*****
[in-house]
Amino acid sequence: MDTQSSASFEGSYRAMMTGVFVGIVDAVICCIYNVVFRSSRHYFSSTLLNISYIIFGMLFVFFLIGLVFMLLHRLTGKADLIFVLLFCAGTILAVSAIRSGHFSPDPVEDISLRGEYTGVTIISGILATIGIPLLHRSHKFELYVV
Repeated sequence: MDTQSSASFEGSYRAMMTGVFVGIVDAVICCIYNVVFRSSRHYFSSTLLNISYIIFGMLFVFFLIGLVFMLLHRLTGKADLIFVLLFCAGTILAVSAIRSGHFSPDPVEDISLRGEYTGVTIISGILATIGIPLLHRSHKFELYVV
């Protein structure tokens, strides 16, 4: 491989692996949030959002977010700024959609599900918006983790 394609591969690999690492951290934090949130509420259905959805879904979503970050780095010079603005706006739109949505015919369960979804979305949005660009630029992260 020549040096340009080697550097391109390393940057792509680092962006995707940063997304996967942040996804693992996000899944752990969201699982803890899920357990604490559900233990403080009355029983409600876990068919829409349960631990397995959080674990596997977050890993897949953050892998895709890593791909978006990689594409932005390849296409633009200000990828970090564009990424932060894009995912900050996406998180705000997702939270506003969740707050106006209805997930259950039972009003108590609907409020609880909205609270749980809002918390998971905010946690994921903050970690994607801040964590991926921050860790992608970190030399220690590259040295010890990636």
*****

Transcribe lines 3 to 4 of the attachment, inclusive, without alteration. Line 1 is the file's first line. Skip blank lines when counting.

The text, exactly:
Repeated sequence: MDTQSSASFEGSYRAMMTGVFVGIVDAVICCIYNVVFRSSRHYFSSTLLNISYIIFGMLFVFFLIGLVFMLLHRLTGKADLIFVLLFCAGTILAVSAIRSGHFSPDPVEDISLRGEYTGVTIISGILATIGIPLLHRSHKFELYVV
């Protein structure tokens, strides 16, 4: 491989692996949030959002977010700024959609599900918006983790 394609591969690999690492951290934090949130509420259905959805879904979503970050780095010079603005706006739109949505015919369960979804979305949005660009630029992260 020549040096340009080697550097391109390393940057792509680092962006995707940063997304996967942040996804693992996000899944752990969201699982803890899920357990604490559900233990403080009355029983409600876990068919829409349960631990397995959080674990596997977050890993897949953050892998895709890593791909978006990689594409932005390849296409633009200000990828970090564009990424932060894009995912900050996406998180705000997702939270506003969740707050106006209805997930259950039972009003108590609907409020609880909205609270749980809002918390998971905010946690994921903050970690994607801040964590991926921050860790992608970190030399220690590259040295010890990636």